How We Have Gone Bananas

How We Have Gone Bananas

25 August 2015

Fyodor Ovchinnikov

Dodo Pizza CEO

Fyodor Ovchinnikov

An entrepreneur told us recently that we’ve gone bananas. When he learned about our plan we’d already put in motion in Oxford, he thought that it was pure insanity. He was sure that we’d never make ends meet and that Dodo Pizza would be out of business in the US in a few months. Well, maybe he’s right. :) Our plan looks as crazy as it does ambitious and promising.

This year we started studying the pizza market in Oxford, Mississippi, where we decided to open our first pizzeria in the US. We had to find an answer to a simple but tricky question: how will we survive here?

The American market is already dominated by the big guys from PJ’s, Domino’s, and other chains. They have thousands of stores. They can spend tons of money on advertising. They get the best prices from the suppliers. They’ve built logistics units all over the country. They own the market. It’s their home.

On the other hand, Dodo Pizza has just shy of 50 stores. We are still a startup. All of our pizzerias are across the ocean—in Eastern Europe. Launching with only one Dodo Pizza in the US, we won’t have the economies of scale. On top of that, our team doesn’t know the specifics of the American market that well.

In spite of this, Dodo Pizza wasn’t coming to the US just to survive. We wouldn’t bother if our goal was just to open a few pizzerias and simply make a profit. That would be too dull.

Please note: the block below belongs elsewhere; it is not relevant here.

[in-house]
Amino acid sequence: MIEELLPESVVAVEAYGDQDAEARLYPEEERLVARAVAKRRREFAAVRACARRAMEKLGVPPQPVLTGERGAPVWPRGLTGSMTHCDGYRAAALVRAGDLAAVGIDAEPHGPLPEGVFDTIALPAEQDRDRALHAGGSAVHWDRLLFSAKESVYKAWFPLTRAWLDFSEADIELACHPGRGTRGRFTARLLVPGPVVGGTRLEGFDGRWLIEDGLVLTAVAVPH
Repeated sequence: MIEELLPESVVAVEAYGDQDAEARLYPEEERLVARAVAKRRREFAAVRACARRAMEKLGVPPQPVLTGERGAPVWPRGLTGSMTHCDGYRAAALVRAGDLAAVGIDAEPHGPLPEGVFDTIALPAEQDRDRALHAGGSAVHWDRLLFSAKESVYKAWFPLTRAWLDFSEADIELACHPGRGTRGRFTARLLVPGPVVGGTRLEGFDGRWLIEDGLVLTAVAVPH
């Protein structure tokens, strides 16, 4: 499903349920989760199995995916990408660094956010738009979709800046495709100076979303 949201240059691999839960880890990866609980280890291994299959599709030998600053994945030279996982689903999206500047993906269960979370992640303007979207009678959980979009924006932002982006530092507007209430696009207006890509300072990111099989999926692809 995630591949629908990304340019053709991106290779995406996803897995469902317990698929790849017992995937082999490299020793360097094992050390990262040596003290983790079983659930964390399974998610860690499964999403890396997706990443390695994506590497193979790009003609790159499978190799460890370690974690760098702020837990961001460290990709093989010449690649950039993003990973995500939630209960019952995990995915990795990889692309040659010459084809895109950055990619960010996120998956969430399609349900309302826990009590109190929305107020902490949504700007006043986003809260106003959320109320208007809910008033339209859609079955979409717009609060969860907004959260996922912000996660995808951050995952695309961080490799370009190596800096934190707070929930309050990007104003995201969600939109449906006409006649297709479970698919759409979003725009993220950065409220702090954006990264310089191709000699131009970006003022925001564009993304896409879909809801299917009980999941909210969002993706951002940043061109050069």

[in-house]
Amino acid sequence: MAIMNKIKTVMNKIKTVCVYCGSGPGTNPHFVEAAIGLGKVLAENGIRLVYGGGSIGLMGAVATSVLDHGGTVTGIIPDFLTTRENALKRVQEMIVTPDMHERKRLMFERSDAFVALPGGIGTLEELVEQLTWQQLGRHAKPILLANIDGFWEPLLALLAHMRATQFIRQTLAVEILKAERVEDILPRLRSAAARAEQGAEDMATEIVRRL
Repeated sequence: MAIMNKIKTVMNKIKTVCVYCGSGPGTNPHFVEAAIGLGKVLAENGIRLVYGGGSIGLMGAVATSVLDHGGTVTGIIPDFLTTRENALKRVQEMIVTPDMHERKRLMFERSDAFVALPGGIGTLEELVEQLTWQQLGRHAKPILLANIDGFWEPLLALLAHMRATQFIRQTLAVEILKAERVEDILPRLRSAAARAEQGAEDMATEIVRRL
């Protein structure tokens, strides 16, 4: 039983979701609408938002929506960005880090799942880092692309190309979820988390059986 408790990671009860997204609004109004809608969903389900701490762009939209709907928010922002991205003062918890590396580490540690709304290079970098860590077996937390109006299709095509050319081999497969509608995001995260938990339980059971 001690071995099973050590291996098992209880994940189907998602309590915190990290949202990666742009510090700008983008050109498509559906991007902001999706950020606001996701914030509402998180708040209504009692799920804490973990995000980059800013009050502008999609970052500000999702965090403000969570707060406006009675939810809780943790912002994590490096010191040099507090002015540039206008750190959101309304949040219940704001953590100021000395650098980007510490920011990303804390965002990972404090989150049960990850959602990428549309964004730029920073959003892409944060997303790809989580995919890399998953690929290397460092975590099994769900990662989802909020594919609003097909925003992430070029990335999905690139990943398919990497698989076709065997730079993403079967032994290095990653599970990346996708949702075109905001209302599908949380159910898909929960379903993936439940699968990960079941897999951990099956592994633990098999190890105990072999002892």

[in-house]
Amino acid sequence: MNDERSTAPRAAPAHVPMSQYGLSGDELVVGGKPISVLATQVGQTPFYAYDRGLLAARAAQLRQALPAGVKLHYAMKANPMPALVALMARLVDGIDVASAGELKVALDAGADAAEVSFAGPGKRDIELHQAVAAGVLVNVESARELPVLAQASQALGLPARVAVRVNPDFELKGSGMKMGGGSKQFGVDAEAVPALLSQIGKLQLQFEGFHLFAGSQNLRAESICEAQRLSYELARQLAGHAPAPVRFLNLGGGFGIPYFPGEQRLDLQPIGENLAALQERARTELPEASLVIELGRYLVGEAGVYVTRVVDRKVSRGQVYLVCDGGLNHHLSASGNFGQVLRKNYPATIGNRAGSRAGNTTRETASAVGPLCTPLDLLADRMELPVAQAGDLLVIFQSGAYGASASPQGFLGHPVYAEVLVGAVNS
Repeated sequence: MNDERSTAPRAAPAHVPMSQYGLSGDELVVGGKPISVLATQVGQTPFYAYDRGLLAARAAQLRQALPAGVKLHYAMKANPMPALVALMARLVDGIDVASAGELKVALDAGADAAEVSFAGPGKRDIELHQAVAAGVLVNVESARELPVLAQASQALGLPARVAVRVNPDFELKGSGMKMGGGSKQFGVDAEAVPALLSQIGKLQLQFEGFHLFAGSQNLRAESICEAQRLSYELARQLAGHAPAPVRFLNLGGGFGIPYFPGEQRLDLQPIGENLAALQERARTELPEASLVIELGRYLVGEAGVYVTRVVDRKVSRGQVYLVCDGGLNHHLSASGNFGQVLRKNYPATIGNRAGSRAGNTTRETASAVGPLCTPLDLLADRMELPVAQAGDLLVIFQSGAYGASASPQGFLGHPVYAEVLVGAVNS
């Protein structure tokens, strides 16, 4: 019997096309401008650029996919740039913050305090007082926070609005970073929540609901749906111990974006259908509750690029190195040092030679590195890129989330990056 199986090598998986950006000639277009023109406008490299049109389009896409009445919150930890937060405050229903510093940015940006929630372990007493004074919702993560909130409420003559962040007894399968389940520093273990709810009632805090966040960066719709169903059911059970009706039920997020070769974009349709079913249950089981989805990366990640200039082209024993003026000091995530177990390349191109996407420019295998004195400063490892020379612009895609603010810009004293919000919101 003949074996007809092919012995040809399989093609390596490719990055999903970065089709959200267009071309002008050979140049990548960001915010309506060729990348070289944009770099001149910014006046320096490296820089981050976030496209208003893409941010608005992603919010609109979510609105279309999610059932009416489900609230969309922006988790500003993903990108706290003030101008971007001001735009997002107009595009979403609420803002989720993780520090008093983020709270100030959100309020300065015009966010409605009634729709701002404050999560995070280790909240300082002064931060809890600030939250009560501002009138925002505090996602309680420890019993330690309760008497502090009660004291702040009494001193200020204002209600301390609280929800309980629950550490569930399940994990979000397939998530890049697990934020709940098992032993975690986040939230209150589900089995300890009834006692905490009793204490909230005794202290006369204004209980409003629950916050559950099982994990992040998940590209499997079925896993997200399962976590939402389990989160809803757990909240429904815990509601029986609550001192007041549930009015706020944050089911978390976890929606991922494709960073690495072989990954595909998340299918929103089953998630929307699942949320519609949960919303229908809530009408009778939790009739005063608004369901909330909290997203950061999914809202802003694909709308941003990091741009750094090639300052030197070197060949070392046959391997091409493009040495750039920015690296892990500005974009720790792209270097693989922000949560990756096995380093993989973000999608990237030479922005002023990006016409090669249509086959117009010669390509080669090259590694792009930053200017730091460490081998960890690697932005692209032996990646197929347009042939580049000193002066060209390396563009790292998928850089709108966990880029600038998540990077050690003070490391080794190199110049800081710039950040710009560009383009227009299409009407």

Too Dull To Fail

Our dream was to change the market and show people a way to significantly improve their quality of life by using smart IT solutions at a traditional “offline” business—an opportunity often overlooked by the smart guys from Silicon Valley.

By wiring our pizzerias with tablets and a cloud-based IT system, we’ve managed to grow our business from scratch in Russia in four years. However, it was clear that here in the US we had to fine-tune our business model to fit the market in the most effective way possible.

When you open a pizzeria, you have to answer a lot of questions. Will you have only a delivery or a restaurant too? Will the menu be typical or unique? What will your prices be? Will you sell alcohol? What kind of message will you send? How will you promote yourself?

But above all, we had to answer one essential question: what would be our big idea in the US that would help us not only succeed in Oxford but build a national American company? What would make us better than others?

The idea of being wired wasn’t enough for that. In a sense, it was too big. Smart IT solutions make you more efficient, that’s true, but you have to decide how to use this efficiency, where to aim it. This aim could be different in different markets. So we started digging.

Same Old Pizza

We decided to cut out the restaurant and focus on delivery only at the first Dodo Pizza in Oxford. We wanted to focus on one thing and make it perfect. At the same time, we saw an interesting opportunity in this market segment in the States.

Fast casual restaurants such as Chipotle or Five Guys have been bringing restaurant quality to the fast food business. Thus, they revolutionized it. But the pizza delivery market is still dominated by the chains launched in the 70s and 80s, and they do the same thing they did ten, even twenty years ago.